Abstract

Relative cleanliness in terms of particle abundance in spacecraft assembly facilities is determined by particle counts carried out in clean rooms during resting conditions. Particle counters assess total particles and particle size distribution, but do not distinguish inert particles from biological particles, which may include bacterial spores that are resistant to standard cleanroom sterilization procedures. Current cleanroom certifications do not fully assess the effects of human presence on spacecraft contamination since humans are known symbionts to enumerate microorganisms and assessments are performed at rest when there is no human presence. In this study, contamination risks and bioburden in spacecraft assembly facilities were determined by simultaneous detection of total biological and inert particle content and particle size distribution in JPL cleanrooms during working and resting conditions using BioVigilant IMD-350A, and metadata collection. The findings of this study clearly demonstrate a correlation between human activity levels and elevated levels of biological particles primarily of 0.5 to 1 micron size, contrary to the current literature, as well as elevated total particle counts compared to baseline resting conditions. The results of this study will serve as a model for reassessing current standards for bio-aerosol transport and serve as a feasibility assay to Mars 2020.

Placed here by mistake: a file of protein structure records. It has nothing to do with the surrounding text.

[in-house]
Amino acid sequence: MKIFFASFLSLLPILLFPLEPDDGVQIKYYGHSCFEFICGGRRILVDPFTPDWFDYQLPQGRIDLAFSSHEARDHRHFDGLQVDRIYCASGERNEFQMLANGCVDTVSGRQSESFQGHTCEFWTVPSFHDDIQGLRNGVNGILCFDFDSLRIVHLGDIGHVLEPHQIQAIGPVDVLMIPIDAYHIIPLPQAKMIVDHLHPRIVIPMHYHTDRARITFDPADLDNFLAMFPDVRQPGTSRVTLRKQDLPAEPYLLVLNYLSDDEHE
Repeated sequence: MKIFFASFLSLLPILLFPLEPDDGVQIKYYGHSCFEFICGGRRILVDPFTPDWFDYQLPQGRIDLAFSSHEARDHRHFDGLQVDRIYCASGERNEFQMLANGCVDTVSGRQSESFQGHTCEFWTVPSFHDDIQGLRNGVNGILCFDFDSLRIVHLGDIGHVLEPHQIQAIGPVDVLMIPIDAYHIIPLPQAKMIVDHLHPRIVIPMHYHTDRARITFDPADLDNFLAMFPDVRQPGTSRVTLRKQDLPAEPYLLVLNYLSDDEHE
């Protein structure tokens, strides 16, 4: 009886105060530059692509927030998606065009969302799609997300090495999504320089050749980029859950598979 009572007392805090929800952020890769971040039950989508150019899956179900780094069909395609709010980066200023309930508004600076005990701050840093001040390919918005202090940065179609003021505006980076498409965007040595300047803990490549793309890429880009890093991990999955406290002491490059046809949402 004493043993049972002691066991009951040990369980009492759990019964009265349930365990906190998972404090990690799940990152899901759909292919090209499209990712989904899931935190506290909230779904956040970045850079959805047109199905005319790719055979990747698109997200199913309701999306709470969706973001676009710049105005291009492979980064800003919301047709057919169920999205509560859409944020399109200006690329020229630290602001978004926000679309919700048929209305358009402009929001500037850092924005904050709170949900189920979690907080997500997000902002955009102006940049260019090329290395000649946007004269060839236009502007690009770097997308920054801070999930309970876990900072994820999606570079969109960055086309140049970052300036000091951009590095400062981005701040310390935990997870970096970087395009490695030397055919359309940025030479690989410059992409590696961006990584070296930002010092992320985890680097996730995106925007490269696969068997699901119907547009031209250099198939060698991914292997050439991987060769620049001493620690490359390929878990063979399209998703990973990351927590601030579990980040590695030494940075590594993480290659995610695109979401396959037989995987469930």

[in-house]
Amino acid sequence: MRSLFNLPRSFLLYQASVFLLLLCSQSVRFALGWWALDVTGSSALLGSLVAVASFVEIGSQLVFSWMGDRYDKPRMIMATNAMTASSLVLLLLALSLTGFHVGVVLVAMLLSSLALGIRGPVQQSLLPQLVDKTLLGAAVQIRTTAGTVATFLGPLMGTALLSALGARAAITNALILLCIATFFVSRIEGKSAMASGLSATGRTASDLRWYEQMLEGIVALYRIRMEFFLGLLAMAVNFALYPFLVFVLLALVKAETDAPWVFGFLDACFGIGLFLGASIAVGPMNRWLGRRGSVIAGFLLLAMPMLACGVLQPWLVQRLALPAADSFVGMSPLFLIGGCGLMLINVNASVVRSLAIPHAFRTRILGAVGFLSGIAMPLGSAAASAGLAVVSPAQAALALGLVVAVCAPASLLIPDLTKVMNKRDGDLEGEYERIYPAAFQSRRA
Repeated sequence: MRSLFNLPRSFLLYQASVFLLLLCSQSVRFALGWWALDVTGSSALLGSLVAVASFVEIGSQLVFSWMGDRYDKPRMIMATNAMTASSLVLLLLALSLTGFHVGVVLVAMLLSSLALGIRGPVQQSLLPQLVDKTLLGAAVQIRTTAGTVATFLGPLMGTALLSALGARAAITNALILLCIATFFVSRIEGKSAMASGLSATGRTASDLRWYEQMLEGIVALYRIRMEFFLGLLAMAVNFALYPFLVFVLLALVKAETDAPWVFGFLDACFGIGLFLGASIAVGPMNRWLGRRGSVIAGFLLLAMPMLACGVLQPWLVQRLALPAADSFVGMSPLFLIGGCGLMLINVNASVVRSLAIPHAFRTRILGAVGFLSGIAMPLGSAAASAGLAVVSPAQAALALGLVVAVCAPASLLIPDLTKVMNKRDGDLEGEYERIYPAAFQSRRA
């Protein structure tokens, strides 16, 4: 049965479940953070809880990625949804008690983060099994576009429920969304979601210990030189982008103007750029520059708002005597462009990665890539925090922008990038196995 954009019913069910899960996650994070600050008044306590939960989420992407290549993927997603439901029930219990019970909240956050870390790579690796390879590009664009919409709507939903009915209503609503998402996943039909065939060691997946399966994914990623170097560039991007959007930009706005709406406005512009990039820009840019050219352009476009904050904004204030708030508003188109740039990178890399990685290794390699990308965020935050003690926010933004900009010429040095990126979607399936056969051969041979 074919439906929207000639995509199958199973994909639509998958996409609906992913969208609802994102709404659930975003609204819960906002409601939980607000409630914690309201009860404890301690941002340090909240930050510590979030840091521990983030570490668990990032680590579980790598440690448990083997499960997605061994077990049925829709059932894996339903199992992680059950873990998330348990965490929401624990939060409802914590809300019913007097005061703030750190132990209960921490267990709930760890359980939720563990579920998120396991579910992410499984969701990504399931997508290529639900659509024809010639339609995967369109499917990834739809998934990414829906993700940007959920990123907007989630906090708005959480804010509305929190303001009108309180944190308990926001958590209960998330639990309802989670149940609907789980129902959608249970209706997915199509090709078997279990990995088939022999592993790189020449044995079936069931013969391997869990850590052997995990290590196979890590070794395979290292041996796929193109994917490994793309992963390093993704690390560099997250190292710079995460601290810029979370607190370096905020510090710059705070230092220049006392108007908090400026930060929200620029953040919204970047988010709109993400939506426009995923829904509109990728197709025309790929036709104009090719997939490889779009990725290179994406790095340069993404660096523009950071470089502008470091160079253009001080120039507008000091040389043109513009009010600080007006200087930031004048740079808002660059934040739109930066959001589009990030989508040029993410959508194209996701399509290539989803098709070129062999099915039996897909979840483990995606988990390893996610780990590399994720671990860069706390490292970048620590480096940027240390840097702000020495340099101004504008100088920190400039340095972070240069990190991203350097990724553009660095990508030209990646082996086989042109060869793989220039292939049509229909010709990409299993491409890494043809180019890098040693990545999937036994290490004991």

Disciplines

Bacteriology | Biotechnology | Environmental Microbiology and Microbial Ecology | Molecular Biology | Other Microbiology

Mentor

Parag Vaishampayan

Lab site

California Polytechnic State University (Cal Poly SLO)

Funding Acknowledgement

This material is based upon work supported by the National Science Foundation under Grant No. 1340110 and is made possible with contributions from the S.D. Bechtel Jr. Foundation, Howard Hughes Medical Institute, Chevron Corporation, National Marine Sanctuary Foundation, and from the host research center. Any opinions, findings, and conclusions or recommendations expressed in this material are solely those of the authors. The STAR Program is administered by the Cal Poly Center for Excellence in STEM Education on behalf of the California State University system.

 

URL: http://digitalcommons.calpoly.edu/star/356

 

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